Looking back, Klobuchar said, she saw the Republican decision to block more money to help run the election and support voting by mail as part of a plan to "create havoc, because that was one of the only paths he saw to victory."
'Incorrect and not credible'
By this fall, Trump was increasingly likely to have an early advantage on election day as the in-person vote came in but to badly lose the mail-in vote and, potentially, the presidency along with it. A digital consulting firm founded by Michael Bloomberg, Hawkfish, called the early returns the "red mirage."
The President and his allies began a concerted campaign to twist that situation — one to which they contributed by opposing early counting of mail ballots — into something more sinister.
"They are planting stories that President Trump, he'll have a landslide lead on election night but will lose when they finish counting the mail-in ballots," Donald Trump Jr. said in a video posted on Twitter in late September that was viewed nearly 2.5 million times. "Their plan is to add millions of fraudulent ballots that can cancel your vote and overturn the election."
The President urged his followers to become poll watchers. "When you go there, watch all the thieving and stealing and robbing they do," he said at a rally in North Carolina.
Roman, the Philadelphia operative involved in the New Black Panther Party case, would be in charge of the poll-watching operation. His Twitter account quickly began pumping out deceptive allegations that, for instance, Philadelphia election workers were blocking Trump observers from satellite early voting sites.
"What are they hiding?" he wrote in a tweet, the gist of which Trump repeated during the first presidential debate. In fact, Pennsylvania law did not permit observers at the early voting sites.
Thousands were hearing the call and the message. On the day before the election, a Republican poll observer in Detroit named Bob Cushman posted a meme on Facebook featuring a photoshopped image of Trump holding a shotgun and the headline "Election stealing will not be tolerated in America." (As lawyers for the city of Detroit later reported in legal filings, Cushman shared other posts promoting the QAnon conspiracy theory.)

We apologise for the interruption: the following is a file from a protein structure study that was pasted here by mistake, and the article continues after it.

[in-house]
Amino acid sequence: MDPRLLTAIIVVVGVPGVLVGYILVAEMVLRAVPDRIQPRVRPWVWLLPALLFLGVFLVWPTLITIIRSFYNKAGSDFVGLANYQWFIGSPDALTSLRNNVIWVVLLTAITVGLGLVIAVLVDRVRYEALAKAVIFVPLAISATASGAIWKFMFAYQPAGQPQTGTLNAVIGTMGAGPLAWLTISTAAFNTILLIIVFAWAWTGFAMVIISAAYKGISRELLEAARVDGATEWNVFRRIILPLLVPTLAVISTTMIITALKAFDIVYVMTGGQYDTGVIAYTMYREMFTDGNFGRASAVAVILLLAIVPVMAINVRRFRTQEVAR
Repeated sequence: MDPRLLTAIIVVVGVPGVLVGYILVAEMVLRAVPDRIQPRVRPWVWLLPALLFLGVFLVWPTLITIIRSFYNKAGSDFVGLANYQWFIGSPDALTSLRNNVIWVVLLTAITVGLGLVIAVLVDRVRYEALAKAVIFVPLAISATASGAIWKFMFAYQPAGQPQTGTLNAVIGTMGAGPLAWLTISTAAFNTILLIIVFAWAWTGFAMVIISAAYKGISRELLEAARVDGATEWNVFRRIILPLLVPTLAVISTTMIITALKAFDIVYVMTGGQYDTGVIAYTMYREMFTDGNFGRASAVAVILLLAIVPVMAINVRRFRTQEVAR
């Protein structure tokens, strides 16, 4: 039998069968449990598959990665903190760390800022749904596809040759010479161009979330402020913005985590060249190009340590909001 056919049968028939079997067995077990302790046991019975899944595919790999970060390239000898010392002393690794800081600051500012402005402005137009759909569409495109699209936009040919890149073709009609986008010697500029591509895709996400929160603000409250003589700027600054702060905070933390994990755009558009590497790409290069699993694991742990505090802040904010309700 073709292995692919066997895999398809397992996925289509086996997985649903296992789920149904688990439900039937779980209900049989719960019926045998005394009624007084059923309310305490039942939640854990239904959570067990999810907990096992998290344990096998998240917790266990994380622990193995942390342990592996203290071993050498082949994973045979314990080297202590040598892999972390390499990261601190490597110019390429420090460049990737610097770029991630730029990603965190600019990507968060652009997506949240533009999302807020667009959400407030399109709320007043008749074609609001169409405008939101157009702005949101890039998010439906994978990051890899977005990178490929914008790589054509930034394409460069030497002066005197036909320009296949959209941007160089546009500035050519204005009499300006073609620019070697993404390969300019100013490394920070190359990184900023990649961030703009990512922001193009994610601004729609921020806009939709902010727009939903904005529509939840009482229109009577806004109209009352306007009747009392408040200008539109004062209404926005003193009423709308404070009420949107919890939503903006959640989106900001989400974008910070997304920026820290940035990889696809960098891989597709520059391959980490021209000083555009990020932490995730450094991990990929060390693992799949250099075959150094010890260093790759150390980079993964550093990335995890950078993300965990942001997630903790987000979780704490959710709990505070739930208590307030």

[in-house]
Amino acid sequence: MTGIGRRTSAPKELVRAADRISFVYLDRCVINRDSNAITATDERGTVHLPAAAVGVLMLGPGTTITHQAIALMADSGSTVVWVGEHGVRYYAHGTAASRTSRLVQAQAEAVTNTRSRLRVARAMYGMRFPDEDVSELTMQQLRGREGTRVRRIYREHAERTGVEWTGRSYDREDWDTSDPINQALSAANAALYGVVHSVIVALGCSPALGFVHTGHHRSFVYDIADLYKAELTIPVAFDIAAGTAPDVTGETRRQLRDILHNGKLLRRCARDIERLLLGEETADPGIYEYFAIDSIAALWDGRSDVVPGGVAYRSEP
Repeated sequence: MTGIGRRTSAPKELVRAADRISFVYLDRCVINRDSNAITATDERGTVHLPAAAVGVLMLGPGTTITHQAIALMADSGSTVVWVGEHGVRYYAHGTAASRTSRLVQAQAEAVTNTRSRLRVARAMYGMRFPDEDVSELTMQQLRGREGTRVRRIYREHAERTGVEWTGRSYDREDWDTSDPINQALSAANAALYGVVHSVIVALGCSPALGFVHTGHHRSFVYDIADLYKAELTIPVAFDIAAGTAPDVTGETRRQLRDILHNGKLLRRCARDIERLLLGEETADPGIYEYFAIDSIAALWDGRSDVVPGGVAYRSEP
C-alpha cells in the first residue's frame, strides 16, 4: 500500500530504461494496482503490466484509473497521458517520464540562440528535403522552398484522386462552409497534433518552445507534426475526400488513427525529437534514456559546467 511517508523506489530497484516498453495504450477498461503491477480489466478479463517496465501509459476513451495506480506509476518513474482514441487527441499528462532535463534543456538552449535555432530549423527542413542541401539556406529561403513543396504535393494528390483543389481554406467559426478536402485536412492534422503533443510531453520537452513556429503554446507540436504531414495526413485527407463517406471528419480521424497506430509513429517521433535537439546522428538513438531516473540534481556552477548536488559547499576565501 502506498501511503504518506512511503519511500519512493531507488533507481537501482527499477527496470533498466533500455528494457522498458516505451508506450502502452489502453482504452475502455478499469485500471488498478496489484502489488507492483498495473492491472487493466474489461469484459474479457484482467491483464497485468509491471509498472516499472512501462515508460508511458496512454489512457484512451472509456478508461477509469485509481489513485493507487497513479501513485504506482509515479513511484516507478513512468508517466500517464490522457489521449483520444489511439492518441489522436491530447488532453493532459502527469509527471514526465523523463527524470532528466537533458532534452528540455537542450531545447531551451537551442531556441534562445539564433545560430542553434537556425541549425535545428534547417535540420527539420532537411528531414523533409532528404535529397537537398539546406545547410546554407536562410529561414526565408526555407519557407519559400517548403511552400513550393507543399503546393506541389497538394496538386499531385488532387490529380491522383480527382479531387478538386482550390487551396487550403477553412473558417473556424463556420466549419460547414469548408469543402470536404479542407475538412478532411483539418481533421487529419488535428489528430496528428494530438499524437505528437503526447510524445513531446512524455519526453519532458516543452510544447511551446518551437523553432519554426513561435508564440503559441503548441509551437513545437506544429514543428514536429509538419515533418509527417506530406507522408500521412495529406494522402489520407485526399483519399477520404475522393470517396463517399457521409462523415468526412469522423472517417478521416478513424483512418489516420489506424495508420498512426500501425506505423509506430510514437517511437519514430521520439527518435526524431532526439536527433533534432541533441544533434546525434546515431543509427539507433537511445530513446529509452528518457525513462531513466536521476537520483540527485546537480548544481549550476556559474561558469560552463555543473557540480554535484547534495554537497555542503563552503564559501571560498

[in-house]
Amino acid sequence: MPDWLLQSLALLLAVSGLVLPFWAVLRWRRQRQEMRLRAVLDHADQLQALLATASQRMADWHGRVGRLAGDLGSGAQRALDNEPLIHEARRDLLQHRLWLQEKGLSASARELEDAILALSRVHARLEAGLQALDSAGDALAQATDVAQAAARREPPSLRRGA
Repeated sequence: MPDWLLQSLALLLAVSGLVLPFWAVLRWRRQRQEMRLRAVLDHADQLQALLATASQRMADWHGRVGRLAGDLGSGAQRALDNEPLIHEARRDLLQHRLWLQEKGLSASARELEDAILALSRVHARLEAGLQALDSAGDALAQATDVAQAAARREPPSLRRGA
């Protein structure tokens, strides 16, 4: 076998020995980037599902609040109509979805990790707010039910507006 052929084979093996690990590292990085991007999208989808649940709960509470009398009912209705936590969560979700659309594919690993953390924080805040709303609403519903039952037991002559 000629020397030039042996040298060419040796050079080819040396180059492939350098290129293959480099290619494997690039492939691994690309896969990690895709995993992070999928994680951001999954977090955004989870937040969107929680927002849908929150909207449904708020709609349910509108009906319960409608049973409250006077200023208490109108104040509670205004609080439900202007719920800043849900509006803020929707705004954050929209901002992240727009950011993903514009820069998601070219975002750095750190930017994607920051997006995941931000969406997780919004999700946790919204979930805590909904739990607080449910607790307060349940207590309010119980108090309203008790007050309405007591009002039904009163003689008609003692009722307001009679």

About 24 hours later, Trump delivered the same message when he addressed staff members, supporters and followers at the White House while the votes were being tabulated around the country and his early leads were slipping away.
"We were winning everything, and all of the sudden it was just called off," he said. "We want all voting to stop; we don't want them to find any ballots at four o'clock in the morning and add them to the list."
From there, a fire hose of confusion flooded conservative news media and the major social media platforms.
"We believe these people are thieves; we believe the big city machines are corrupt," the former House Speaker Newt Gingrich said on Fox & Friends.
As Democrats, opposing lawyers, fact checkers and in some cases judges pressed for evidence, the Trump campaign released what Kayleigh McEnany, the White House press secretary, called "234 pages of sworn affidavits" from the Trump poll watchers in Detroit: "real people, real allegation, signed with notaries.''
The affidavits were connected to a last-ditch federal lawsuit by the Trump campaign to prohibit Detroit from certifying its results. But, as lawyers for the city pointed out with expert testimony addressing similar affidavits in another Republican lawsuit in state court, what Republicans described seeing was standard procedure intended to ensure an accurate and legal count.
For instance, Republicans who believed they had witnessed fraud when workers input birth dates from 1900 for some mail ballots apparently did not understand that this was done in cases where information other than dates of birth were being used for verification and the dates were not readily available. The 1900 date was a place holder for the computer program, which required something in the birth date field.
Other witnesses reported that boxes of ballots arrived at the convention center hours after an 8pm deadline; Detroit officials explained that these ballots had arrived on time at other city election offices and boxes and were perfectly legal.
On Friday, Judge Timothy M. Kenny dismissed the suit in a Michigan court, largely on the basis that the affidavits were meaningless. The suit's "interpretation of events is incorrect and not credible," he found.
When thousands of the President's supporters demonstrated in Washington on Saturday, the legal losses and electoral implausibilities were irrelevant. As they marched through the streets holding an enormous Trump flag flecked with white stars against a navy backdrop, they repeatedly chanted the phrase planted four years ago by Stone: "Stop the steal."
Written by: Jim Rutenberg and Nick Corasaniti
Photographs by: Brittany Greeson, Victor J. Blue, Doug Mills and Chang W. Lee
© 2020 THE NEW YORK TIMESis